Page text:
It appears that the biggest wireless carrier in the United States is cooking up something really major -- at least, according to an image from a Verizon Wireless test website that The Consumerist spotted. The image suggests that the Big Red is planning to offer a rollover type of service that lets mobile users make use of unconsumed data with them to the succeeding month.
Dubbed “Carryover Data,” Verizon Wireless’ upcoming rollover plan will be made available to all customers. This offer is quite similar to past services from other wireless carriers, most especially AT&T’s Rollover plan and T-Mobile’s Data Stash program, which were both introduced more than a year ago. Some may remember that Fran Shammo, the chief financial officer of Verizon, remarked in 2015 that the carrier had no plans of offering a rollover plan, but it seems that the Big Red has had a change of heart.
Moreover, the carrier is going to debut a sort of safety mode in which overage fees are eliminated, but the connection speed of the service is reduced until the end of a given month. T-Mobile and Sprint actually have existing plans that work similarly. The safety mode is given as a free option to subscribers under an XL plan, which comes with 12 gigabytes of data at $80 a month, or an XXL plan, which features 18 gigabytes of data at $100 a month. As for those customers under smaller plans, they can choose to pay an additional $5 a month in order to enjoy safety mode.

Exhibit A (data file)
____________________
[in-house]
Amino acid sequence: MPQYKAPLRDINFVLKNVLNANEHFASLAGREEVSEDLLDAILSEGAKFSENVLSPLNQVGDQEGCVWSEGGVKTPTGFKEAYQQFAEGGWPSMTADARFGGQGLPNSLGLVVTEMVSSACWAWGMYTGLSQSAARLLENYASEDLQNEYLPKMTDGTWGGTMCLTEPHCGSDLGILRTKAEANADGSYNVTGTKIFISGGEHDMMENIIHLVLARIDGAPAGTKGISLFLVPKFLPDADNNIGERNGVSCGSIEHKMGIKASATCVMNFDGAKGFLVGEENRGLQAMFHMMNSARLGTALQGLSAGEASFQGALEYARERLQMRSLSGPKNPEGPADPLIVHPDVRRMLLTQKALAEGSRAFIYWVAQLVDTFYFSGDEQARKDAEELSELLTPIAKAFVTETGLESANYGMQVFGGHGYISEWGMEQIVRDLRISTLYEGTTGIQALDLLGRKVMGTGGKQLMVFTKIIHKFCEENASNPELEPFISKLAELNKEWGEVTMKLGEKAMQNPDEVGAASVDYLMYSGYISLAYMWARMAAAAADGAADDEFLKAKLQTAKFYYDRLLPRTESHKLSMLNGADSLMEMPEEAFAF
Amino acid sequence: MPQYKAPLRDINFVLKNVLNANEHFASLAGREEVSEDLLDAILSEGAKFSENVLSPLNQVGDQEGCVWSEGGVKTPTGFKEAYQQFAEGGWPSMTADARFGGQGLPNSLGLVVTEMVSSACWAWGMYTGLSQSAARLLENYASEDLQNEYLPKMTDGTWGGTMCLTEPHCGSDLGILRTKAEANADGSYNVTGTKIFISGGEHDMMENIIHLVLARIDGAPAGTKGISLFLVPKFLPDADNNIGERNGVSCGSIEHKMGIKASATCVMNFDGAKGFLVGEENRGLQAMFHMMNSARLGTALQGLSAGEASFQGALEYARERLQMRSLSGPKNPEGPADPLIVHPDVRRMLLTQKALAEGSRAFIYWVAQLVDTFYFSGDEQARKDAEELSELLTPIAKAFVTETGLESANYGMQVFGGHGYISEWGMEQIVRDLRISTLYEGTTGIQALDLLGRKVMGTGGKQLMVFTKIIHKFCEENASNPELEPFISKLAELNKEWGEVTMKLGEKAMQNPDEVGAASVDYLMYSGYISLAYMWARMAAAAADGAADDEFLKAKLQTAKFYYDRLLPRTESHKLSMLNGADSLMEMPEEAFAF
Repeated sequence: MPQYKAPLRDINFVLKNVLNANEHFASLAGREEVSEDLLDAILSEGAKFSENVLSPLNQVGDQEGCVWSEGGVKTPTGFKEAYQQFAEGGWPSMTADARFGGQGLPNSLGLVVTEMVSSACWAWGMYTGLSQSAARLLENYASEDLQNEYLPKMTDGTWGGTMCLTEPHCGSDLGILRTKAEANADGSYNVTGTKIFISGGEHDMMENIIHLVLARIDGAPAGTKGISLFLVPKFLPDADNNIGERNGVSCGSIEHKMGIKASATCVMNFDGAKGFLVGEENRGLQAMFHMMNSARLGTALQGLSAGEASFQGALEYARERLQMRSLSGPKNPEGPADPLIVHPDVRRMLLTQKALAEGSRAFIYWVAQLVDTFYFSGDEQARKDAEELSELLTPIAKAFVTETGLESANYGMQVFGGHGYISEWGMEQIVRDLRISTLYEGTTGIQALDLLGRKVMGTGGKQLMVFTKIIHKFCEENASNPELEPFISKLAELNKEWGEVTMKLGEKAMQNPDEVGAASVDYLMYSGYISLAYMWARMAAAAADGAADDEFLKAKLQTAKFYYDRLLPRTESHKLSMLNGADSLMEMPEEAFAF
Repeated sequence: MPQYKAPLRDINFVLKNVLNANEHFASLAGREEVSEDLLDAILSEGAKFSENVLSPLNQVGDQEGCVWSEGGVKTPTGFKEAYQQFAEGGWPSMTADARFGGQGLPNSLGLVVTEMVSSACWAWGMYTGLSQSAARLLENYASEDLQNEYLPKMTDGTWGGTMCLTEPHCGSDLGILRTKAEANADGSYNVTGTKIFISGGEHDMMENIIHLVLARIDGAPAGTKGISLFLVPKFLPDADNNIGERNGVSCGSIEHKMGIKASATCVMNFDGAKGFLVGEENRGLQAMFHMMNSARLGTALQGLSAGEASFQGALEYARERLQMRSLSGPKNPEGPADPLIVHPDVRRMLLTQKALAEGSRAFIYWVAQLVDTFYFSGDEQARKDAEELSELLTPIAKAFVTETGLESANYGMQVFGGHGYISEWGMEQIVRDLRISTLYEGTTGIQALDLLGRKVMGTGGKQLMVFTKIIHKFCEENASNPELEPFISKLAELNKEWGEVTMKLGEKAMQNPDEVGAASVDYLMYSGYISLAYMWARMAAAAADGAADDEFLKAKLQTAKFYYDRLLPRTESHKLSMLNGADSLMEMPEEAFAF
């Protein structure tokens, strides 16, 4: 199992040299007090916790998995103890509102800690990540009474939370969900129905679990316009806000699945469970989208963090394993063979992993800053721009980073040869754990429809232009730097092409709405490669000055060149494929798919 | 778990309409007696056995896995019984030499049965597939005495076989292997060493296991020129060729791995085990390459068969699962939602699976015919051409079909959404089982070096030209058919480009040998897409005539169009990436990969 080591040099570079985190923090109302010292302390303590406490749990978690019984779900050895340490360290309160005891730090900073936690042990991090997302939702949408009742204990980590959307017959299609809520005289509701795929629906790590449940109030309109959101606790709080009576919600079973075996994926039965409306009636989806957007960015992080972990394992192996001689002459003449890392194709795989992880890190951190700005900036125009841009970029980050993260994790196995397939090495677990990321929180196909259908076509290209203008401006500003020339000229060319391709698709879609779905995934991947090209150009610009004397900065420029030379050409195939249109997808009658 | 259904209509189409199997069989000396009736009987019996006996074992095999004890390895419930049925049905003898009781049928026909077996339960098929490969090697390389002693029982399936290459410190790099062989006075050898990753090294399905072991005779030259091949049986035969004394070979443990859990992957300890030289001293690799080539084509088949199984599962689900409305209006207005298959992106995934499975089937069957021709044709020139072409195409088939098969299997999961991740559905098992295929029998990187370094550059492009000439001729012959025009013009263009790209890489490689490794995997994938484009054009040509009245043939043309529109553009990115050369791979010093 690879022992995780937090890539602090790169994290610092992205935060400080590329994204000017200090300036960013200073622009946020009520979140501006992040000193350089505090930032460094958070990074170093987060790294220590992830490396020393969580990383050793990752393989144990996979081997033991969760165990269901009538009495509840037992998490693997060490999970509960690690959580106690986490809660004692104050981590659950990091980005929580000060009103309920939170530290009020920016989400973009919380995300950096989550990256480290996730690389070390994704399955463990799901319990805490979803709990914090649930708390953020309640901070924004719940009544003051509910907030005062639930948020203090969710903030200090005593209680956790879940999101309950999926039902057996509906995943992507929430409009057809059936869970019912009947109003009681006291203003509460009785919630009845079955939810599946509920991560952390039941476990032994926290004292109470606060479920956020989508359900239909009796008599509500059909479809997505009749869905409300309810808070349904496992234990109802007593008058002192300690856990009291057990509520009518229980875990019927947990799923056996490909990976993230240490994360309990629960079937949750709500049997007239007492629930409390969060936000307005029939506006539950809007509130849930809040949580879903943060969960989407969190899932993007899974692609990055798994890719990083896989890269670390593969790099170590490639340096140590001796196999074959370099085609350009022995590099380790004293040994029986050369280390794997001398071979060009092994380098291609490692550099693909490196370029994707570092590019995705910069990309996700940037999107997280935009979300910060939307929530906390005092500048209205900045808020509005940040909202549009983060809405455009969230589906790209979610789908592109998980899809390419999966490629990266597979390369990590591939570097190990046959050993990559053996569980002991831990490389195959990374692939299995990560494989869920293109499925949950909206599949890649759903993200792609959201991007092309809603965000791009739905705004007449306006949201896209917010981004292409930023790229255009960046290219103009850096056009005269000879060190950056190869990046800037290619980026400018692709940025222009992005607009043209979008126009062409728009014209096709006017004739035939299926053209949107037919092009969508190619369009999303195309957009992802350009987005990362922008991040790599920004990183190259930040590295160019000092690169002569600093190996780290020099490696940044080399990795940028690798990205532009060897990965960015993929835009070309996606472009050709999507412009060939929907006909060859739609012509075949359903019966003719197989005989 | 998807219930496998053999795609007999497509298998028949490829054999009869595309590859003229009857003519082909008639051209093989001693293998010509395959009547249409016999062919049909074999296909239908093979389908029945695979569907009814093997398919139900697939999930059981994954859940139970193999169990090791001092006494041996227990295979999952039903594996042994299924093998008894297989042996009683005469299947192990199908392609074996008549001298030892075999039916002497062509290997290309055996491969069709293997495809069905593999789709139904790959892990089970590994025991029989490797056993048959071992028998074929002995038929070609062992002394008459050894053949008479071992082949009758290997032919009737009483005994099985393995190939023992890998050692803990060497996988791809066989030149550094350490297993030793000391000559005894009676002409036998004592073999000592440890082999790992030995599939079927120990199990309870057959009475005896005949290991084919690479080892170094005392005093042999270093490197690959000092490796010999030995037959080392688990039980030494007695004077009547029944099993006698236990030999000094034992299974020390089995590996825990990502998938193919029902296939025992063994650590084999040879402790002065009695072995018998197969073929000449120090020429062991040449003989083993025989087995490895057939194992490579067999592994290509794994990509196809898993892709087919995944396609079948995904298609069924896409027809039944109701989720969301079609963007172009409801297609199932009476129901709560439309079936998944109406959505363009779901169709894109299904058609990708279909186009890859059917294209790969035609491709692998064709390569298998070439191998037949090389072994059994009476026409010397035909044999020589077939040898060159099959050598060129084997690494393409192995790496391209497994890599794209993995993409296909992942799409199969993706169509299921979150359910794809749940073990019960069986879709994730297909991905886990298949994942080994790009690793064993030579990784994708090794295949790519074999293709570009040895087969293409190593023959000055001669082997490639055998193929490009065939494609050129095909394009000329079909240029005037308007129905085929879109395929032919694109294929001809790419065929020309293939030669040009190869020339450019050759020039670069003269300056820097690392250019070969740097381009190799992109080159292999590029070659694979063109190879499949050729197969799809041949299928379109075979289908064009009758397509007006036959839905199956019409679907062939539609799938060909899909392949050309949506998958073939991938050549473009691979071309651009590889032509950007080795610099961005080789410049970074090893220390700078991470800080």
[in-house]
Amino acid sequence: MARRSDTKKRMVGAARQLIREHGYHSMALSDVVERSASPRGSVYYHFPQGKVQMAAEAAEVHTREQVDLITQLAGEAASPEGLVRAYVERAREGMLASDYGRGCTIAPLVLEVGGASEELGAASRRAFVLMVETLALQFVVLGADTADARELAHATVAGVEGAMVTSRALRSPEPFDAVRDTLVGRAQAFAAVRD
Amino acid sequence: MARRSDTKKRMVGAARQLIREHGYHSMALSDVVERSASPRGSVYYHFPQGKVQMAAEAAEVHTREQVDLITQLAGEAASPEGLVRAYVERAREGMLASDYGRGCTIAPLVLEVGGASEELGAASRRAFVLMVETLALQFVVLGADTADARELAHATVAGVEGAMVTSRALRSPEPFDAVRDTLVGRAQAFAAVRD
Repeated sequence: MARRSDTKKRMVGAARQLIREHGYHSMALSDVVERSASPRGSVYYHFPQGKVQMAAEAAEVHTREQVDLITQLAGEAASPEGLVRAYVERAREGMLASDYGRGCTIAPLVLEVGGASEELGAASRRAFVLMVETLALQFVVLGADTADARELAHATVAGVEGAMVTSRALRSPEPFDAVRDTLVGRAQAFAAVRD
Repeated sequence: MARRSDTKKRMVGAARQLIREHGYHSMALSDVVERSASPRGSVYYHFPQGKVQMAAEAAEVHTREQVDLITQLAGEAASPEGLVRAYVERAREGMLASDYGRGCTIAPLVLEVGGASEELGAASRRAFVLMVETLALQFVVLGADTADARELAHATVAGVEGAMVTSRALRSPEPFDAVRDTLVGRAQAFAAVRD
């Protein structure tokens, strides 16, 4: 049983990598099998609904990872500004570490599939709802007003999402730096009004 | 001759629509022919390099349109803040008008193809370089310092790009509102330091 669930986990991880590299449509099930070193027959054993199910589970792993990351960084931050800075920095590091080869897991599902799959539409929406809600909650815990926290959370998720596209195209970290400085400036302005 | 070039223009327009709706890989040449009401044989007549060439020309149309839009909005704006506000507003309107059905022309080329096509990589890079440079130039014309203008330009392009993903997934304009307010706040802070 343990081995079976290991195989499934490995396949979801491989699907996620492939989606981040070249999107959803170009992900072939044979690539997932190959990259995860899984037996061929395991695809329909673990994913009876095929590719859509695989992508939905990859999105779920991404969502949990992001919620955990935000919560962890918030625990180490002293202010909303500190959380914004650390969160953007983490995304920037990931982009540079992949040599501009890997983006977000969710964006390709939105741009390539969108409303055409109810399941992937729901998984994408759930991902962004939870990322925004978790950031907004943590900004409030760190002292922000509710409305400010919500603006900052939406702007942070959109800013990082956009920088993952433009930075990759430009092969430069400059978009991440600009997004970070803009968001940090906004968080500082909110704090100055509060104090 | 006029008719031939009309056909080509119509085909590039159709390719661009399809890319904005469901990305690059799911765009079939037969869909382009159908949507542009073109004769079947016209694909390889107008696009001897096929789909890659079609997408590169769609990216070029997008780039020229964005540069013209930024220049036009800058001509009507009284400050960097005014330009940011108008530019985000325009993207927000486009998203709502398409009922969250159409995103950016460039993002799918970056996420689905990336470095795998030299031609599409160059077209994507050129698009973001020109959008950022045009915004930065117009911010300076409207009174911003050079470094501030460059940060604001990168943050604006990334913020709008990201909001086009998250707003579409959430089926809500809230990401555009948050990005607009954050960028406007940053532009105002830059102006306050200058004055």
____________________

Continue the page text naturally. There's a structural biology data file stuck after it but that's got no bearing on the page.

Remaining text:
Finally, selected subscribers, specifically those under XL or XXL plans, will enjoy better access to their mobile plans while traveling to Mexico and Canada. On top of that, they will be able to make use of the voice calls, text messaging, and data allotments on their plans while in Mexico and Canada at no additional fee. Those under lower plans can elect to pay an extra fee to add this perk to their plans.
Interestingly, a spokesperson from Verizon Wireless has declined to directly address the image, only remarking that, yup, the carrier is going to reveal something big a few days from now. Looking at the bigger picture, it is pretty understandable why Verizon Wireless would do something like this. Rival carriers such as AT&T and T-Mobile aggressively deployed similar services over the last twelve months, and it may be high time for the Big Red to come and join in on the fun. This latest development also serves to remind everybody of how competitive the wireless industry has become, and even somebody as mighty as the number one carrier is compelled to launch new features in order to remain competitive.
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